Reading, Writing, Replays

6 min read

Filled with the latest technology, the University of Southern California’s Digital Creative Lab is an esports venue to behold. The Trojans esports team now has a place to call home – but they aren’t the only ones. The innovative facility is home to content creators as well as learning spaces and practice areas for those that want to hone their skills in everything from podcasting to live production.

And it may just be the start.

A Wider Focus

The doors to the Digital Creative Lab opened in February 2023, but the idea was in motion for some time. Prior to its creation, USC had an esports club team that practiced in an old firehouse garage four blocks off campus. When you pair the interest in gaming with one of the top game design programs in the nation, it was clear there needed to be a central space on campus to build that community and give them an identity.

USC's AV director, Joe Way, Ph.D., CTS, and his team went to work on a plan before the pandemic hit, but when the world went hybrid, an esports venue became less of a priority. When they were able to refocus on the project, they found a large enough space in the bottom of the basement of the Leavey Library to make an esports venture work. But there was one catch.

“One of the things that's important for my position is I'm funded through the central provost office, which means anything I do has to serve every student, not just any particular major or discipline,” explained Way. “We recognized even if we put in the gaming, we're still really only servicing gamers or the team. But as we started putting the computers together and what it took to do high-performance gaming, we said, ‘What if we just deck them out a little bit more and we could use them for 3D modeling?’”

What started as a very targeted idea evolved into a venue enveloping many activities across the entire student body. Way quickly saw how many different disciplines gaming touched. There was video rendering and graphic animation for film students, as well as 3D model renderings for architectural students. Plus, the broadcasting side of esports opened the door for a wide range of studies, from film and television to social media.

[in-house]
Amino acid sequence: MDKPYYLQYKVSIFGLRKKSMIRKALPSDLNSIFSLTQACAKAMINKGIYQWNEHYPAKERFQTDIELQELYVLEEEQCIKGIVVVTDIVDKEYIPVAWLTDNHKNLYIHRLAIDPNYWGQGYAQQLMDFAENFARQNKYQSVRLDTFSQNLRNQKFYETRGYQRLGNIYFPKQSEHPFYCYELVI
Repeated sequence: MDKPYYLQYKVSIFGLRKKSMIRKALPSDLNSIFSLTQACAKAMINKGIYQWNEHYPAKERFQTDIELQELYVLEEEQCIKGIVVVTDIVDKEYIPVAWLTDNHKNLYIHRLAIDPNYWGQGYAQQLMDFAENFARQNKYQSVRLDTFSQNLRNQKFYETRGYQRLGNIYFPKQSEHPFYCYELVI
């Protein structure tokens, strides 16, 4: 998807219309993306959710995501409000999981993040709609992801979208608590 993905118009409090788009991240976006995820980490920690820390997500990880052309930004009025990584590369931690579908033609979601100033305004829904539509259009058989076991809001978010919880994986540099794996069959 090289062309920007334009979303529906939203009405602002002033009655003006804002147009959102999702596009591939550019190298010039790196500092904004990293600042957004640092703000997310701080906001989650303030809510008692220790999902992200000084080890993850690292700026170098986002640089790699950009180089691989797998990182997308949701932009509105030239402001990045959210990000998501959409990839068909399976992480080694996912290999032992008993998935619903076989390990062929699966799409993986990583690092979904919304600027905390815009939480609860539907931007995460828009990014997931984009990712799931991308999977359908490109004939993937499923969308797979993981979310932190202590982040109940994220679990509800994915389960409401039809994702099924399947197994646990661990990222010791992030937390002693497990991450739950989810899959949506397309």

As a result, they added a video production room, anchored by Panasonic’s KAIROS live production platform, for teaching YouTube and TikTok production. They added a podcast studio. They installed 3D printing stations. They made sure it was a live streaming classroom. Oh, and if they ever need a hologram, they added a system to do that, too.

“People, especially the younger generation, are now a personal brand,” Way said. “If you're a music student or if you're a film major or broadcast, those are easy. But what if you're a humanities major? How can you build your brand and utilize a space like this? That's where we thought, well, if you're in class, maybe you wanted to create your own YouTube channel, talking about things you're learning and develop that type of content, a conversational thing and interview style. And it was like, ‘Wow, now we've really taken every discipline and we've been able to give them a space to work and share ideas and build projects together.'"

Did We Pack Everything?

The Digital Creative Lab holds roughly 200 people because, ultimately, it was designed to be an event space. There are a lot of nooks and crannies that seat different amounts of people. For example, the esports space is somewhat closed off, but it has 20 workstations plus a broadcast control room that seats six. The podcast studio seats another six, while the live streaming classroom has 30 seats. But it’s the design that brings it all together.

“Because everything is completely interconnected as an AV-over-IP system, all of the screens can end up being turned into overflow,” Way explained. “The big collaboration room can hold probably 80 – 100 itself. If we have an esports tournament, they can watch because not everyone's going to fit inside, but we can live produce it and overflow it into all the screens out there.”